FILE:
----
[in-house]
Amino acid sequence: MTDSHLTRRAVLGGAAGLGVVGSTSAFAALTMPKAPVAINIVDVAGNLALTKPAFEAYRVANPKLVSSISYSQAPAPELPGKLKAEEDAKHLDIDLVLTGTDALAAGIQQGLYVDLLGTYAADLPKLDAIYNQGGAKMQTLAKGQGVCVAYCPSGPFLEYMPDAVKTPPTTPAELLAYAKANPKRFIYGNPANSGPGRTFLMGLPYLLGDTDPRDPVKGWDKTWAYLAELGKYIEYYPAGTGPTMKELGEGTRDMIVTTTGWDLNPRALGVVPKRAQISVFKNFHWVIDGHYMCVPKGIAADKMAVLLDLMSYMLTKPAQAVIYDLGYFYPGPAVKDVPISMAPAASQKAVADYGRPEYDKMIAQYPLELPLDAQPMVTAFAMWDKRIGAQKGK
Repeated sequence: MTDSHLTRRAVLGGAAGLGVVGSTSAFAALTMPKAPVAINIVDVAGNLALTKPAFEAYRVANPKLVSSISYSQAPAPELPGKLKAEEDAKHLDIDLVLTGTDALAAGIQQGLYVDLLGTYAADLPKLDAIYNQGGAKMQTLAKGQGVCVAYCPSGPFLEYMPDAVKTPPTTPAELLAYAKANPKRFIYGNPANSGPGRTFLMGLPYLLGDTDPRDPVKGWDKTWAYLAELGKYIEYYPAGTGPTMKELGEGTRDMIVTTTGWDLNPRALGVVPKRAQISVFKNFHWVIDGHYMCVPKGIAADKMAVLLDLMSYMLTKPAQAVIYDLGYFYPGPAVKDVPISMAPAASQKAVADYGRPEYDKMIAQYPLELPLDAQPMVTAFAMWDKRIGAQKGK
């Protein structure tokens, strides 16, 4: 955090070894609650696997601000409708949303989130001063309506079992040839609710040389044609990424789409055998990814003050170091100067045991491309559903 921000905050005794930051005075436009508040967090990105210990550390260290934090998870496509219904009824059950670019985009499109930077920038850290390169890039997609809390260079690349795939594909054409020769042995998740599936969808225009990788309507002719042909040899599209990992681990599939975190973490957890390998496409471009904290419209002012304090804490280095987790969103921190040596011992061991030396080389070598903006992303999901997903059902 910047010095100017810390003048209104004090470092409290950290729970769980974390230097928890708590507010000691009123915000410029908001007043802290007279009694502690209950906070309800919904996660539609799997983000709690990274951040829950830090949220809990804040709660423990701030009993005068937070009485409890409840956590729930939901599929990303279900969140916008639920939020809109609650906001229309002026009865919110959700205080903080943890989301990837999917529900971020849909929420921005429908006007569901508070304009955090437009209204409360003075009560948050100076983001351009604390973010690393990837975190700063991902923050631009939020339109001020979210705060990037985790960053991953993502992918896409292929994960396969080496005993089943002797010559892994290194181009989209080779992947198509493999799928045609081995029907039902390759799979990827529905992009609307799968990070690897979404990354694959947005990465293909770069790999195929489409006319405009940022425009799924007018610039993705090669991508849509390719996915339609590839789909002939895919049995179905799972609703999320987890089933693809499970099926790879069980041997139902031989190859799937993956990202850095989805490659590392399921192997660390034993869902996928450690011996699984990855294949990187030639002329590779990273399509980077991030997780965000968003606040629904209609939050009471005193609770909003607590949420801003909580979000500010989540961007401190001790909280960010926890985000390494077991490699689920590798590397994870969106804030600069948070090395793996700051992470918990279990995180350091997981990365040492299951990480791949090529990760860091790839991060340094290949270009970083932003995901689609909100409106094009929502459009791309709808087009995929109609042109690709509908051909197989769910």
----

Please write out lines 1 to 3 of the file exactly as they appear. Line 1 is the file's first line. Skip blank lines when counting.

[in-house]
Amino acid sequence: MTDSHLTRRAVLGGAAGLGVVGSTSAFAALTMPKAPVAINIVDVAGNLALTKPAFEAYRVANPKLVSSISYSQAPAPELPGKLKAEEDAKHLDIDLVLTGTDALAAGIQQGLYVDLLGTYAADLPKLDAIYNQGGAKMQTLAKGQGVCVAYCPSGPFLEYMPDAVKTPPTTPAELLAYAKANPKRFIYGNPANSGPGRTFLMGLPYLLGDTDPRDPVKGWDKTWAYLAELGKYIEYYPAGTGPTMKELGEGTRDMIVTTTGWDLNPRALGVVPKRAQISVFKNFHWVIDGHYMCVPKGIAADKMAVLLDLMSYMLTKPAQAVIYDLGYFYPGPAVKDVPISMAPAASQKAVADYGRPEYDKMIAQYPLELPLDAQPMVTAFAMWDKRIGAQKGK
Repeated sequence: MTDSHLTRRAVLGGAAGLGVVGSTSAFAALTMPKAPVAINIVDVAGNLALTKPAFEAYRVANPKLVSSISYSQAPAPELPGKLKAEEDAKHLDIDLVLTGTDALAAGIQQGLYVDLLGTYAADLPKLDAIYNQGGAKMQTLAKGQGVCVAYCPSGPFLEYMPDAVKTPPTTPAELLAYAKANPKRFIYGNPANSGPGRTFLMGLPYLLGDTDPRDPVKGWDKTWAYLAELGKYIEYYPAGTGPTMKELGEGTRDMIVTTTGWDLNPRALGVVPKRAQISVFKNFHWVIDGHYMCVPKGIAADKMAVLLDLMSYMLTKPAQAVIYDLGYFYPGPAVKDVPISMAPAASQKAVADYGRPEYDKMIAQYPLELPLDAQPMVTAFAMWDKRIGAQKGK